Altered States

(Ken Russell, USA, 1980)

BY JOSÉ TEODORO | April 15, 2024

Adapted by Network scenarist Paddy Chayefsky from his only novel, Altered States (1980) is an unusual work of mainstream psychedelic science fiction, one that posits the unfettered mind as an engine of radical corporeal transformation. It could almost be material for David Cronenberg, who would craft his masterpiece on the subject of transfiguration just a few years later with Videodrome. But after Arthur Penn quit—who himself got the job after a slew of other filmmakers passed—the project went to British director Ken Russell, whose penchant for fusing romantic high-mindedness with delirious trash was arguably exactly what was required by this boomer fantasy about a handsome ivy-league academic prying open the doors of perception and unleashing his inner primate.

Eddie Jessup is the sort of role William Hurt was born to embody—an eccentric genius whose dreamy blue eyes are prone to baroque religious visions and whose tenacious pursuit in the name of science folds easily into full-blown addiction. Enabled by fellow lab rats Arthur (an adorably bearded Bob Balaban) and Mason (Charles Haid), Eddie develops a predilection for extended sessions in the flotation tank, which he believes hold the key to accessing some otherwise inaccessible knowledge regarding “the true self.” Excessive exposure to sensory deprivation yields some wild side effects, however, and Eddie winds up doing nasty things while under the influence. The film’s central conceit, which involves Eddie regressing into a bloodthirsty, quasi-simian creature terrorizing security guards and zoo animals, is totally bananas—though it’s no sillier than many of the film’s visualizations of Eddie’s hallucinations, which are often redundant and literal-minded. Time has imbued these images with a patina of winsome kitsch, but they threaten to undermine what’s most compelling in the film: an earnest desire for transcendence and, eventually, a profound, loving connection. For all its dizzy ideas and old-fashioned-monster-movie monkey business, Altered States is also very much a story of remarriage for a generation still reeling from the sexual revolution, with Eddie’s odyssey transporting him back into the arms of his equally adventurous anthropologist spouse, Emily (Blair Brown). It helps that the affluent couple apparently never need concern themselves with childcare, with their offspring (baby Drew Barrymore among them) only ever making purely decorative appearances.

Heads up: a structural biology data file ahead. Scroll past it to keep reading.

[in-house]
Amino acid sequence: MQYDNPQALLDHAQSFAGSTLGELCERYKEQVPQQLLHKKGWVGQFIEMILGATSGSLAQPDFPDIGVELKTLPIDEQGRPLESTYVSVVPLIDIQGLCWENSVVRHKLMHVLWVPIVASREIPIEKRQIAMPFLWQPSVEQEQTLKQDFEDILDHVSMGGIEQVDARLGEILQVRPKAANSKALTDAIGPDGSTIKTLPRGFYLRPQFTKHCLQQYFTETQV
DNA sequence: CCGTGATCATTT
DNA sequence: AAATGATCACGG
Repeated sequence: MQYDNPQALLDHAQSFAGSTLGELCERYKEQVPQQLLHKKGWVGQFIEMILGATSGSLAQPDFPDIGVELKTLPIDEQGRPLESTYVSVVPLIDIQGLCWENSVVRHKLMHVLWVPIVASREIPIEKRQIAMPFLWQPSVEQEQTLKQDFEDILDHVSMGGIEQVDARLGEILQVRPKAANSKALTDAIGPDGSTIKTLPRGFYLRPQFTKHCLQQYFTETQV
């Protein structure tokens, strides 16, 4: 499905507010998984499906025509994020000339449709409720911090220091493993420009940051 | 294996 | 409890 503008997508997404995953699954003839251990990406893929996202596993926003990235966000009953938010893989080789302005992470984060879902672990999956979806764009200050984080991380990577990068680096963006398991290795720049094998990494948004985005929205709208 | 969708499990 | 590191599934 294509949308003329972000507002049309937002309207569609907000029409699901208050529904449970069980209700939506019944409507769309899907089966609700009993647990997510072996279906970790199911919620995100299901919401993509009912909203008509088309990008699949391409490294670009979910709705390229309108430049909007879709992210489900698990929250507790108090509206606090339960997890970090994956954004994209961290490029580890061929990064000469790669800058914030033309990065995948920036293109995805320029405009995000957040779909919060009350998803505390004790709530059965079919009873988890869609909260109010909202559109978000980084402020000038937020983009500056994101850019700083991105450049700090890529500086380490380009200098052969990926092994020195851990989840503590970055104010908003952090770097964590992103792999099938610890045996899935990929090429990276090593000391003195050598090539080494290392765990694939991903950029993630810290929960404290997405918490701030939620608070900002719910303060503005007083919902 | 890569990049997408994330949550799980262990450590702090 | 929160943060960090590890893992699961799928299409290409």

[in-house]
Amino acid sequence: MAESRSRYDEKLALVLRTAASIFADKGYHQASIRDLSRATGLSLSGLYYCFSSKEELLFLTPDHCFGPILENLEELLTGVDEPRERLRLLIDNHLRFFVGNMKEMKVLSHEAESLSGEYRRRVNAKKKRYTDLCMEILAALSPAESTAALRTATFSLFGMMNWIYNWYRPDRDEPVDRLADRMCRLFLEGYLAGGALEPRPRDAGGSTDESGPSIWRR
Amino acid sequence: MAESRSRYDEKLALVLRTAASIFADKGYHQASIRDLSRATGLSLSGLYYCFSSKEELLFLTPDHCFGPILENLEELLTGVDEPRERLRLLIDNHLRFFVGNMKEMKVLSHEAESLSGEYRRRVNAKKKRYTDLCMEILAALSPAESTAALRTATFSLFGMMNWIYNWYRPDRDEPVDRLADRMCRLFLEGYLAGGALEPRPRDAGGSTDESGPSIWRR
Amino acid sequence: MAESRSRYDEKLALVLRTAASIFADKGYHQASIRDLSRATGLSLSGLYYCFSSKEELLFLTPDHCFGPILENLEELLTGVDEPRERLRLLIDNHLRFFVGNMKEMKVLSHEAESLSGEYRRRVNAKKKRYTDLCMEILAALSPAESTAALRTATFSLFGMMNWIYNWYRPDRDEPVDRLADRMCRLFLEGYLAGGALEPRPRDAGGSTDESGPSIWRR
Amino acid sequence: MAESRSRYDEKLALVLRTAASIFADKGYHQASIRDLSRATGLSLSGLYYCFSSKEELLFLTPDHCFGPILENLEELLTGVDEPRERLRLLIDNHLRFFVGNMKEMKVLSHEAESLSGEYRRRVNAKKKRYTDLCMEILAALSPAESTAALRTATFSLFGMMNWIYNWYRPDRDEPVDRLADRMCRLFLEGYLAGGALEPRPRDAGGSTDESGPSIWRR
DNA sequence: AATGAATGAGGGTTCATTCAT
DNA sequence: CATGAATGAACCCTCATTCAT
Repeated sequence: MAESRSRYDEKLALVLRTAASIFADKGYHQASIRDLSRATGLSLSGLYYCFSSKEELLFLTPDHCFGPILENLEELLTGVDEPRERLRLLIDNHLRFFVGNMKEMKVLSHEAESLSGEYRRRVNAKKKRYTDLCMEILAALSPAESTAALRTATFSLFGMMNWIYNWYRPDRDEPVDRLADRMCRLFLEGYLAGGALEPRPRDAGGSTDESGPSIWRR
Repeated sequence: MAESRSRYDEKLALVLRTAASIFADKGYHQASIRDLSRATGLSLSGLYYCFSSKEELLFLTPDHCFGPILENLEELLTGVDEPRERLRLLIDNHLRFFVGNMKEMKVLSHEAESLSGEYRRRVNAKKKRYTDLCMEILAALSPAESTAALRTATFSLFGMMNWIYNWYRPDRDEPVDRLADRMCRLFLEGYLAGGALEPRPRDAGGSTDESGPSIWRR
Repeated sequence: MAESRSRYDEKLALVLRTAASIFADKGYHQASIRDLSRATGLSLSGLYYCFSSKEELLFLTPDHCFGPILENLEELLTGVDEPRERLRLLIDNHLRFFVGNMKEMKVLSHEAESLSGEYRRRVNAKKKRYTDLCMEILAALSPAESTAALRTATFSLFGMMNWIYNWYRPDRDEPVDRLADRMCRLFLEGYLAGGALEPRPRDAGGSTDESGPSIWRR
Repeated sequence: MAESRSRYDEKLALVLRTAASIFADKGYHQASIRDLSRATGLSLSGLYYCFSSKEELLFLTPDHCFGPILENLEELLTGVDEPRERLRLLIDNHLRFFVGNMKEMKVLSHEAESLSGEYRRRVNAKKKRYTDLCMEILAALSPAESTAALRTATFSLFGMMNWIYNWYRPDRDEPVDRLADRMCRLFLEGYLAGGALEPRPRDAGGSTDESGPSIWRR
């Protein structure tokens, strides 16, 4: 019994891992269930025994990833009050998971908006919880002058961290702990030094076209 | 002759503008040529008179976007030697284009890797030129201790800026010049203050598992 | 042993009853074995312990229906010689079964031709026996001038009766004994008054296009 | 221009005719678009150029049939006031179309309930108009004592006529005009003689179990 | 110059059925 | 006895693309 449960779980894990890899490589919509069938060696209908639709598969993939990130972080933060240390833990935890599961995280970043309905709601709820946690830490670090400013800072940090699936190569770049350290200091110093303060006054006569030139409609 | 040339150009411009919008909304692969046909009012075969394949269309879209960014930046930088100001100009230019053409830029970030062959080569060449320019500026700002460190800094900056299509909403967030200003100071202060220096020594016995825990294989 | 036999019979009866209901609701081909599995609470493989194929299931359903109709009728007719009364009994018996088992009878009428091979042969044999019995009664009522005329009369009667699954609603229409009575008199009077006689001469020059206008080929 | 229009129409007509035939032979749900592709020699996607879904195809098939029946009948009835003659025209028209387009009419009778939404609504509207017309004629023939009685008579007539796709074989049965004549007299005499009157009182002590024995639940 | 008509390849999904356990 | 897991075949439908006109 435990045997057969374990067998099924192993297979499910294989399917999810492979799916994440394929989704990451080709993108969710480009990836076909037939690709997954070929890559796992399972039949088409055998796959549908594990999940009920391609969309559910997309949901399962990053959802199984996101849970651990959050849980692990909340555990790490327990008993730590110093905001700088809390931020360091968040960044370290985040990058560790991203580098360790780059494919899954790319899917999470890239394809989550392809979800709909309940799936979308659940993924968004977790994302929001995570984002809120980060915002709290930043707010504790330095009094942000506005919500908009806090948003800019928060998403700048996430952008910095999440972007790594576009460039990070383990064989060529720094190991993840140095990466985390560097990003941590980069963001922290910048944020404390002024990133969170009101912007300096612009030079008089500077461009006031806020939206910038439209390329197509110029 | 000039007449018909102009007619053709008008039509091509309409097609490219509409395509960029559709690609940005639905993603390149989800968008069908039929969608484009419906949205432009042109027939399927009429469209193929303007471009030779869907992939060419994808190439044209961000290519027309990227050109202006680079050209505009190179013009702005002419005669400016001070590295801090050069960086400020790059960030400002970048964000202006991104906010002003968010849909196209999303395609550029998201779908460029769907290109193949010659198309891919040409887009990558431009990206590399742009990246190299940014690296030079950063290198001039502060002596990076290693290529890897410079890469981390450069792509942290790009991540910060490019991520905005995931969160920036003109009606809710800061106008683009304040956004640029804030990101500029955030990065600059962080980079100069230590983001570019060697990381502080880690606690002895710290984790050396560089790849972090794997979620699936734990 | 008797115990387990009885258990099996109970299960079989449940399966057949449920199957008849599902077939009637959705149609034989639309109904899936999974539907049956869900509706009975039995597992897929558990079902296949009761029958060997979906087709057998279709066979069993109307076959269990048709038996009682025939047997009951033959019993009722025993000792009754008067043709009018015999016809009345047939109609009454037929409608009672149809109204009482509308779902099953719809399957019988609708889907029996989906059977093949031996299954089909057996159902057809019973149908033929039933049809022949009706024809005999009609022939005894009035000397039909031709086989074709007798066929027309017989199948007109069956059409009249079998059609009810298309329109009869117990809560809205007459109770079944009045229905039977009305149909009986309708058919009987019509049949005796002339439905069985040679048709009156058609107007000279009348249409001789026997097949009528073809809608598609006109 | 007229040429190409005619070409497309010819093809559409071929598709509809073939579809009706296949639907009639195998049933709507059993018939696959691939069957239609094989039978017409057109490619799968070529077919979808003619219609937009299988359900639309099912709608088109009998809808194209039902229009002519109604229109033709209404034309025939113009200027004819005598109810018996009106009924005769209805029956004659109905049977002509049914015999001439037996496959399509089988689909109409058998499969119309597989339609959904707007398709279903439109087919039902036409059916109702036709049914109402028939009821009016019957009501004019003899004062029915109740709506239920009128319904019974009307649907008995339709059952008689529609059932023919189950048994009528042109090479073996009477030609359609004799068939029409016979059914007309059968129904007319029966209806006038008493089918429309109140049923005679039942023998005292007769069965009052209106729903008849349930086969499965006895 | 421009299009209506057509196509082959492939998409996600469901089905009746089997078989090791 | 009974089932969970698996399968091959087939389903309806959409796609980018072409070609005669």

Altered States endures in no small part because of the pedigree of its personnel. Hurt and Brown are elegantly aligned in their focus on the characters’ ambition, awe, and sense of mutual care, while Haid is frequently hilarious, always blowing a gasket over something or other—if this were a Western, he would surely be jumping up and down on his hat. The cinematography of Jordan Cronenweth (Blade Runner) thrives on its balance of the fantastical and the everyday, while the atonal spells within John Corigliano’s Oscar-nominated score serve as a subliminal reminder that this story unfolds in a version of reality where absolutely nothing is stable. 🩸


is a freelance critic and playwright.

X: @chiminomatic

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